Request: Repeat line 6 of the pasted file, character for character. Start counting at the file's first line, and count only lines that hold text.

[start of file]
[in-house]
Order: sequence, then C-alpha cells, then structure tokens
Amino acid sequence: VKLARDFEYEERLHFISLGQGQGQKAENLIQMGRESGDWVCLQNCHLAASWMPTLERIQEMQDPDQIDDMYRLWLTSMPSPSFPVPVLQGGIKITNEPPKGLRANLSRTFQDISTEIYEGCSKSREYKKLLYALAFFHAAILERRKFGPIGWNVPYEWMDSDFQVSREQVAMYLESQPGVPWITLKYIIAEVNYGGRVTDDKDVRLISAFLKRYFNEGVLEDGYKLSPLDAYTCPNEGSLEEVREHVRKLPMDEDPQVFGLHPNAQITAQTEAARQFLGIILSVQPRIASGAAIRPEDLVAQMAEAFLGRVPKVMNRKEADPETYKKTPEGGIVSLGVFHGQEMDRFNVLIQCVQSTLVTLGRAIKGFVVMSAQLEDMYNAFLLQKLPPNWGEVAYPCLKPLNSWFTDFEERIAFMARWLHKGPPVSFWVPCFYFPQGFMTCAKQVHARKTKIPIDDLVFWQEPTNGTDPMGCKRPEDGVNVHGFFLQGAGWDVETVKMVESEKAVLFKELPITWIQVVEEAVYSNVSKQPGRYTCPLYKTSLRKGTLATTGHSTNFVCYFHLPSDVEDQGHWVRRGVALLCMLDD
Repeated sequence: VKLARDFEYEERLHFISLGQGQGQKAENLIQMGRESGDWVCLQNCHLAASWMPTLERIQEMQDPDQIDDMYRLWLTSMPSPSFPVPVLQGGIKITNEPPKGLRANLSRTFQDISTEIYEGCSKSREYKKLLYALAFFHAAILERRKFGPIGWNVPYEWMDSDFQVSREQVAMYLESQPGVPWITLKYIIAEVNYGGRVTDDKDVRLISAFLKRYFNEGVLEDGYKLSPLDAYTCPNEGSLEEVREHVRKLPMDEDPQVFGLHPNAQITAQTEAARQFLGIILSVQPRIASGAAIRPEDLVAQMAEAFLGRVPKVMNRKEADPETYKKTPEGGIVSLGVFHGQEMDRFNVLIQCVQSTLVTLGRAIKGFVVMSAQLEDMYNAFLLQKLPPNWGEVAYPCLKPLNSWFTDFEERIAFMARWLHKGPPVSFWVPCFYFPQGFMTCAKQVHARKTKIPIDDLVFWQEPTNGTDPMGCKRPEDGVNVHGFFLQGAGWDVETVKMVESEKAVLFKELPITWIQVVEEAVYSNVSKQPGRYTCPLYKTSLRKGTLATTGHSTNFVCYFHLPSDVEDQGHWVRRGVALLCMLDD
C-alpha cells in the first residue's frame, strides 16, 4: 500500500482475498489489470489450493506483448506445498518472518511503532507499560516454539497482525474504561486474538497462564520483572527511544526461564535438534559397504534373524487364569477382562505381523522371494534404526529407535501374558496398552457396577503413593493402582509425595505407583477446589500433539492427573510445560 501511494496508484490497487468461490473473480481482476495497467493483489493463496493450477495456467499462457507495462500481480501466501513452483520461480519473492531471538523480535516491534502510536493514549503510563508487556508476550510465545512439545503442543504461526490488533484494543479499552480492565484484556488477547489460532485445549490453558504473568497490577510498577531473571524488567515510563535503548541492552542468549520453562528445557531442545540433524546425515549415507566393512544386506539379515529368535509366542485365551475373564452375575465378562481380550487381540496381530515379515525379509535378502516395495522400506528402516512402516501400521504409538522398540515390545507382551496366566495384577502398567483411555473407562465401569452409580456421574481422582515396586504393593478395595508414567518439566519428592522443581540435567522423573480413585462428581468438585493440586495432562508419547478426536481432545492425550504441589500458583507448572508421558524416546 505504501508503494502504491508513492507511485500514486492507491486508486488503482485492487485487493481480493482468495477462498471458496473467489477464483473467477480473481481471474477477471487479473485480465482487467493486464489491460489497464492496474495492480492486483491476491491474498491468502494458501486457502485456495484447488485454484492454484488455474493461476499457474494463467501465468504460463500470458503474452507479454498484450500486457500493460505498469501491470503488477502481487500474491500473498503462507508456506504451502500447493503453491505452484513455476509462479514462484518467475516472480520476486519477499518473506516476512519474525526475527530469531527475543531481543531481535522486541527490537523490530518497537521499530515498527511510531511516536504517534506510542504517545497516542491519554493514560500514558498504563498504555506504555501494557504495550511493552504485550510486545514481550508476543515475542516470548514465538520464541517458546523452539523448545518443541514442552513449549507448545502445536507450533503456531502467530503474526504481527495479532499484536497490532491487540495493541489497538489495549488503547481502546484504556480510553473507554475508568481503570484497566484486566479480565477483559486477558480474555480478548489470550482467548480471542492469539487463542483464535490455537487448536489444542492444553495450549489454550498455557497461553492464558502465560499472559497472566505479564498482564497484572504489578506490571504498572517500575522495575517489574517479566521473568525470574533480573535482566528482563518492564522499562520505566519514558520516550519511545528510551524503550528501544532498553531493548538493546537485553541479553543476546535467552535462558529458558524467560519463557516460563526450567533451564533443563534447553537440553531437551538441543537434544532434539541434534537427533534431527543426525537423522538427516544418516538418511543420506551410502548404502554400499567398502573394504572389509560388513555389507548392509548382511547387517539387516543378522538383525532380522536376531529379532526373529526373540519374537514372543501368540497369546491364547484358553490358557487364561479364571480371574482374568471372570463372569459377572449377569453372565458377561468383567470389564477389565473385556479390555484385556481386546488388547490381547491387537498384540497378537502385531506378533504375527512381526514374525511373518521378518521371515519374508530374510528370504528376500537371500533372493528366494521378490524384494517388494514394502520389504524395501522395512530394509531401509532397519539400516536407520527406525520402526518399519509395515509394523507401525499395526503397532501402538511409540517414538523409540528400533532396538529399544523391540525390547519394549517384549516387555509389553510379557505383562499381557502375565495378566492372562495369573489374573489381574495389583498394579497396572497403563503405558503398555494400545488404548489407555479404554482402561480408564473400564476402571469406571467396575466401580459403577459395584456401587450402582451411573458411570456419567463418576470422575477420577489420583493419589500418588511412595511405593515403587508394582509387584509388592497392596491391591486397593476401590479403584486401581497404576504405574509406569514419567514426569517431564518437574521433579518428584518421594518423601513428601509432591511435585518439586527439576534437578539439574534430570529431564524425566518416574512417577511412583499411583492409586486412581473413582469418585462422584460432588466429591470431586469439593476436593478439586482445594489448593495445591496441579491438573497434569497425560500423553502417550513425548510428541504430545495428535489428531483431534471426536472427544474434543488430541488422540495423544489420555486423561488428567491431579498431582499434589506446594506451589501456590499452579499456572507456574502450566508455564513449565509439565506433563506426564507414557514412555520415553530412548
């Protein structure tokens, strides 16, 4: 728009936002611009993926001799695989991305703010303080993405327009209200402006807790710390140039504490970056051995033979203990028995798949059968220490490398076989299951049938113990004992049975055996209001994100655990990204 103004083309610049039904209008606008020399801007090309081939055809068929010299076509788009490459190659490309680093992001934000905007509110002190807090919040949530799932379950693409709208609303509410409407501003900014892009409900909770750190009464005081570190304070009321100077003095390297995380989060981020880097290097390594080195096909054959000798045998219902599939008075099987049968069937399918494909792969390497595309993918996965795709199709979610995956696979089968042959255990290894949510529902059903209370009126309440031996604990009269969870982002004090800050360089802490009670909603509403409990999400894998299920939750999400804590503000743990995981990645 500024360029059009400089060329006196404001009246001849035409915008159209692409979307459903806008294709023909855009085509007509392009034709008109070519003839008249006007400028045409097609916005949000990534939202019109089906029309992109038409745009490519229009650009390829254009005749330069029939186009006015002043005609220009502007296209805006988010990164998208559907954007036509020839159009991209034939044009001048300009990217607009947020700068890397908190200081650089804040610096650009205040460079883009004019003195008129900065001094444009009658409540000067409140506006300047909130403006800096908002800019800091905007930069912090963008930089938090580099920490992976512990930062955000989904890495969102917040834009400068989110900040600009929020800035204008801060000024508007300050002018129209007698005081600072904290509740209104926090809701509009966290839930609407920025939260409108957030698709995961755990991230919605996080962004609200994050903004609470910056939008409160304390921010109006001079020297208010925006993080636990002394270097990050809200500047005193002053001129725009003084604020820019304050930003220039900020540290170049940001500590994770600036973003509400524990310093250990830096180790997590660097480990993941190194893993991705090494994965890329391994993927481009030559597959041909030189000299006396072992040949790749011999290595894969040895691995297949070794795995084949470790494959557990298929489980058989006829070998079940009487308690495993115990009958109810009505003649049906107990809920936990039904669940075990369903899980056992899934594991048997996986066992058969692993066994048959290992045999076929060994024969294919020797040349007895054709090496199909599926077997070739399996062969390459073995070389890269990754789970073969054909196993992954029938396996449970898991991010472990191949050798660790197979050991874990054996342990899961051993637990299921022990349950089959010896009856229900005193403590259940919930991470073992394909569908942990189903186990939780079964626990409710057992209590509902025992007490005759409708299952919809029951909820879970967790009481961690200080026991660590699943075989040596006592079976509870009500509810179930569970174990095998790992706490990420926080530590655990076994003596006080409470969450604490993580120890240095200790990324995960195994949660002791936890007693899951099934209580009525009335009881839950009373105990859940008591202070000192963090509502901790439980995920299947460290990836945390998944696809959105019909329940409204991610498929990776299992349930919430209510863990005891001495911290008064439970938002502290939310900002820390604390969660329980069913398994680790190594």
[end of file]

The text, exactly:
């Protein structure tokens, strides 16, 4: 728009936002611009993926001799695989991305703010303080993405327009209200402006807790710390140039504490970056051995033979203990028995798949059968220490490398076989299951049938113990004992049975055996209001994100655990990204 103004083309610049039904209008606008020399801007090309081939055809068929010299076509788009490459190659490309680093992001934000905007509110002190807090919040949530799932379950693409709208609303509410409407501003900014892009409900909770750190009464005081570190304070009321100077003095390297995380989060981020880097290097390594080195096909054959000798045998219902599939008075099987049968069937399918494909792969390497595309993918996965795709199709979610995956696979089968042959255990290894949510529902059903209370009126309440031996604990009269969870982002004090800050360089802490009670909603509403409990999400894998299920939750999400804590503000743990995981990645 500024360029059009400089060329006196404001009246001849035409915008159209692409979307459903806008294709023909855009085509007509392009034709008109070519003839008249006007400028045409097609916005949000990534939202019109089906029309992109038409745009490519229009650009390829254009005749330069029939186009006015002043005609220009502007296209805006988010990164998208559907954007036509020839159009991209034939044009001048300009990217607009947020700068890397908190200081650089804040610096650009205040460079883009004019003195008129900065001094444009009658409540000067409140506006300047909130403006800096908002800019800091905007930069912090963008930089938090580099920490992976512990930062955000989904890495969102917040834009400068989110900040600009929020800035204008801060000024508007300050002018129209007698005081600072904290509740209104926090809701509009966290839930609407920025939260409108957030698709995961755990991230919605996080962004609200994050903004609470910056939008409160304390921010109006001079020297208010925006993080636990002394270097990050809200500047005193002053001129725009003084604020820019304050930003220039900020540290170049940001500590994770600036973003509400524990310093250990830096180790997590660097480990993941190194893993991705090494994965890329391994993927481009030559597959041909030189000299006396072992040949790749011999290595894969040895691995297949070794795995084949470790494959557990298929489980058989006829070998079940009487308690495993115990009958109810009505003649049906107990809920936990039904669940075990369903899980056992899934594991048997996986066992058969692993066994048959290992045999076929060994024969294919020797040349007895054709090496199909599926077997070739399996062969390459073995070389890269990754789970073969054909196993992954029938396996449970898991991010472990191949050798660790197979050991874990054996342990899961051993637990299921022990349950089959010896009856229900005193403590259940919930991470073992394909569908942990189903186990939780079964626990409710057992209590509902025992007490005759409708299952919809029951909820879970967790009481961690200080026991660590699943075989040596006592079976509870009500509810179930569970174990095998790992706490990420926080530590655990076994003596006080409470969450604490993580120890240095200790990324995960195994949660002791936890007693899951099934209580009525009335009881839950009373105990859940008591202070000192963090509502901790439980995920299947460290990836945390998944696809959105019909329940409204991610498929990776299992349930919430209510863990005891001495911290008064439970938002502290939310900002820390604390969660329980069913398994680790190594």